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Osteoporosis is a silent killer!

Men and women will lose bone density as they age. Ultimately, the bone loses its structure and strength. Bone fractures from osteoporosis are usually detected when a slight bump or fall causes a break. While a break may not seem significant, the impact on health is debilitating, leaving the person open to other conditions. Because the risk of dying from a fracture in older age is so prevalent, osteoporosis is often called a "silent killer".

For women over 35, bone loss occurs slowly, without visible symptoms. At menopause the picture for women's bone health changes dramatically:

  • Women lose 0.7% of bone density every year after age 35.
  • Women can lose up to 20% of their bone mass in the five to seven years following menopause. This trend continues at a lesser rate, but does not stop without intervention.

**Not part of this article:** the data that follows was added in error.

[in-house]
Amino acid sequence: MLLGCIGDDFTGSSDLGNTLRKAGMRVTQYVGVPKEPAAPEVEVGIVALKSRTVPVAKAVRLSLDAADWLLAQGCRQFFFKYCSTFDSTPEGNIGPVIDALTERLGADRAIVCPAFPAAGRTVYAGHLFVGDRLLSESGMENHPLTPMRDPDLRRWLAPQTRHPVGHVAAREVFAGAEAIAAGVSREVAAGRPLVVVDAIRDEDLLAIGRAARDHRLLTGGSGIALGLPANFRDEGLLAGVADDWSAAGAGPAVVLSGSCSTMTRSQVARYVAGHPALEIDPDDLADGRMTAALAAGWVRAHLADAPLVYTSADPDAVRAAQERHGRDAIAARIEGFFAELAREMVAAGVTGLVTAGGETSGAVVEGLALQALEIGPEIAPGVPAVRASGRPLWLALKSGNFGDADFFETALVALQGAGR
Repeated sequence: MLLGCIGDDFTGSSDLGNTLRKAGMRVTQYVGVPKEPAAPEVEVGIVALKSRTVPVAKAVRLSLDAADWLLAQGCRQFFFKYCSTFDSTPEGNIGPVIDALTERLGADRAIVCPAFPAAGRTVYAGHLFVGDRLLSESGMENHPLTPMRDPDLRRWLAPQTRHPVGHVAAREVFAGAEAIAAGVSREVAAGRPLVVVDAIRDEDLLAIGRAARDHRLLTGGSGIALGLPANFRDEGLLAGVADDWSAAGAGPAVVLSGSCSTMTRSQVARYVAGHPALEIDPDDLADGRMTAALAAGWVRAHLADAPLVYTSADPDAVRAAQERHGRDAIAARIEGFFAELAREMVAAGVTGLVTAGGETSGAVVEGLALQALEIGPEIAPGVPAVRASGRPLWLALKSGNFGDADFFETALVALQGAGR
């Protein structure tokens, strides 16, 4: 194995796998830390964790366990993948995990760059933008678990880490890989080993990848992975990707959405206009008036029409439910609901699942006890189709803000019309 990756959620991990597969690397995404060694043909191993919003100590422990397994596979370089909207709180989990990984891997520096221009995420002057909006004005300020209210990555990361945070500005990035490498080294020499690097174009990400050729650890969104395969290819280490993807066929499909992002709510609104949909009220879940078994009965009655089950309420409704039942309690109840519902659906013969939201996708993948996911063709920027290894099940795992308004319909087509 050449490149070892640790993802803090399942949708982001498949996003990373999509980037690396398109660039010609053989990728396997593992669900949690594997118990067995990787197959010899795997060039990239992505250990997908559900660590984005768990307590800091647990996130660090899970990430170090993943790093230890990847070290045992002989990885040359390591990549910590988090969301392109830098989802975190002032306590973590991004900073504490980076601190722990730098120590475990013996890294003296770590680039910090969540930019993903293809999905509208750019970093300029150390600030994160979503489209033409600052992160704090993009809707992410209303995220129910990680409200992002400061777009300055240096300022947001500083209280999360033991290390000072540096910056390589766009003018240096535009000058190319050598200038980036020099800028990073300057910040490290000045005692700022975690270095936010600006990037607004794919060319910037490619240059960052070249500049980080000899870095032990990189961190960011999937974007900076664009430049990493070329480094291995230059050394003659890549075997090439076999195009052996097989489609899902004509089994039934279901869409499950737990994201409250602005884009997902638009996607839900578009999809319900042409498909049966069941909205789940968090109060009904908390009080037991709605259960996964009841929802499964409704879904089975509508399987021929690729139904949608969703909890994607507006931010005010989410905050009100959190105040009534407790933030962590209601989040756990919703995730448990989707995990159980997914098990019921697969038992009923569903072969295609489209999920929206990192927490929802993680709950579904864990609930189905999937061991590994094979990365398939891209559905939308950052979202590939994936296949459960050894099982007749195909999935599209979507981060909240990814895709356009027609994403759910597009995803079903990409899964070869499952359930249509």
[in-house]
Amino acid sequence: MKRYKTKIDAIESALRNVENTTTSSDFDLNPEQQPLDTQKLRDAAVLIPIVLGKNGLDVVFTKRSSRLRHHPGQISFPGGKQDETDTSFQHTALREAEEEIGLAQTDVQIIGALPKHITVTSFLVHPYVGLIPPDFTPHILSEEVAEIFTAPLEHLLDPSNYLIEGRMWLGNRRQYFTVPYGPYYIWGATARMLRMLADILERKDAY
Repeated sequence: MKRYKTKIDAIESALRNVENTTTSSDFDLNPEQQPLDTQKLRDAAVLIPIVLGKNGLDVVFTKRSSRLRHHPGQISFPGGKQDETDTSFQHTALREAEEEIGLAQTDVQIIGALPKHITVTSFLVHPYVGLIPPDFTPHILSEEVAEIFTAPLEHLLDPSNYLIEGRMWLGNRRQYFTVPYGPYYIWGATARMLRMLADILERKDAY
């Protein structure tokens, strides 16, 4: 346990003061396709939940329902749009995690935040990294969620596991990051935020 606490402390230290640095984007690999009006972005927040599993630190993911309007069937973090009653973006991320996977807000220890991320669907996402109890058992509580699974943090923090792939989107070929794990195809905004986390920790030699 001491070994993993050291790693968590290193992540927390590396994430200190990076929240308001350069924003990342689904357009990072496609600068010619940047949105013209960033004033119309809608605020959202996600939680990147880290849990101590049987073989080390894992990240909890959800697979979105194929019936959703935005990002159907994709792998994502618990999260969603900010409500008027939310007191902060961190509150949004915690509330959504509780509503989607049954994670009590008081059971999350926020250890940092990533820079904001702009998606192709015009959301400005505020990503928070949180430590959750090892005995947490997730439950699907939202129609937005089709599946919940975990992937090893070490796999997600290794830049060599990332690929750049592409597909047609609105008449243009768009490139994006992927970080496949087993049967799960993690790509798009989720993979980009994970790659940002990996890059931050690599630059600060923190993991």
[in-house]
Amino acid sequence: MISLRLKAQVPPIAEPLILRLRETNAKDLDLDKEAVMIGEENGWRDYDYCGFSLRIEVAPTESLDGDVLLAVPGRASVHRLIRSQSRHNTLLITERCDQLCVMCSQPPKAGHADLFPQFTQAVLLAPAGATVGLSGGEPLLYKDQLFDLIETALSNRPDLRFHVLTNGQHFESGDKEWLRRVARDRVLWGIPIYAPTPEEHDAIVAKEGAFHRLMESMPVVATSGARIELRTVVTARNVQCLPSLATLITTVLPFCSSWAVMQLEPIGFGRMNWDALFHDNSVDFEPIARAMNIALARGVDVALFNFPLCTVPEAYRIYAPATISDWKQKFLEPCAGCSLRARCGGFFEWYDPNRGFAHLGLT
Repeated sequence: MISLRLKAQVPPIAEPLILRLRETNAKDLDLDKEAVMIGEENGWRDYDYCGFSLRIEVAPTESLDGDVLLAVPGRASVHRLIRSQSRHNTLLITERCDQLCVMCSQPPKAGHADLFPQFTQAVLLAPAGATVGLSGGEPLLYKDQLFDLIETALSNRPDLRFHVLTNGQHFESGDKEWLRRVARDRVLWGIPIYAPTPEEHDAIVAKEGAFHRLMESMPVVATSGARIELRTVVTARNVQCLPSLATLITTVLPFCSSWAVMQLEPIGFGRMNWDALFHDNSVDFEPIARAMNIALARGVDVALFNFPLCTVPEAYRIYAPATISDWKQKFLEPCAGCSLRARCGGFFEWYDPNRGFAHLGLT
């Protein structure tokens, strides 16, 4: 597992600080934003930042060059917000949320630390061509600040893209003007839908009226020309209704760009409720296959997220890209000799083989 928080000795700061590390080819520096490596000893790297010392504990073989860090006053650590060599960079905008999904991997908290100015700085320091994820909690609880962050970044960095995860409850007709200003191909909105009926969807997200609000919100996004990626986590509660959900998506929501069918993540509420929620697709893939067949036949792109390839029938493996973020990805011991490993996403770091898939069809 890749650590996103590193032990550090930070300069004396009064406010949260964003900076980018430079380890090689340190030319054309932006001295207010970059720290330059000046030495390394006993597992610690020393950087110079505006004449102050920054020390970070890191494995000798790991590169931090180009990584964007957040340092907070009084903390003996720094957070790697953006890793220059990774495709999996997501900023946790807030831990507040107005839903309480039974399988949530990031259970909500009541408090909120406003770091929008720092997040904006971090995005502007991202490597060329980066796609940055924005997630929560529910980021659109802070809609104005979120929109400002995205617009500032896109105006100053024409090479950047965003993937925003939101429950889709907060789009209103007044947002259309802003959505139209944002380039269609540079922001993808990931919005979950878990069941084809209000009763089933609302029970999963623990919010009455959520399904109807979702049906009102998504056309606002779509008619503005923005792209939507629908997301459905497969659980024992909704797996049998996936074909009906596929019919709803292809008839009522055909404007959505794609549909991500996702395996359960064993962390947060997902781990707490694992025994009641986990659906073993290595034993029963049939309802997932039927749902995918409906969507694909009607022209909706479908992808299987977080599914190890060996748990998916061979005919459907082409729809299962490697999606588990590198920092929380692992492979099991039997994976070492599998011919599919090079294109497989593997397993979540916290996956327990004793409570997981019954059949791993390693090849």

Fractures can cause great amounts of pain, limit your mobility, and separate you from friends and family.

·         1 in 2 women and 1 in 8 men, over age 50, will suffer an osteoporosis-related bone fracture in their lifetime. 
·         40% of women over age 50 have undiagnosed low bone mass. 
·         Fracture rates in women with low bone mass is 2 times higher than in healthy women. 
·         7% of women over age 50 have undiagnosed osteoporosis.  
·         Fracture rates in women with osteoporosis is 4 times higher than in healthy women. 

In addition, osteoporosis-related fractures have significant social-economic impacts on your life and the lives of your loved ones:

  • Of all the fractures, hip fractures have the greatest rates of post-fracture deaths.
  • 1 in 5 patients is no longer living within one year following an osteoporotic hip fracture.
  • 50% of those people with a hip fracture will be unable to walk with assistance within one year following an osteoporotic hip fracture.
  • 28% will need long-term care within one year following an osteoporotic hip fracture.

Prevention is the best way to help avoid the onset or progress of osteoporosis and its effects. Contact your healthcare provider for further information on your bone health and how to avoid osteoporosis.



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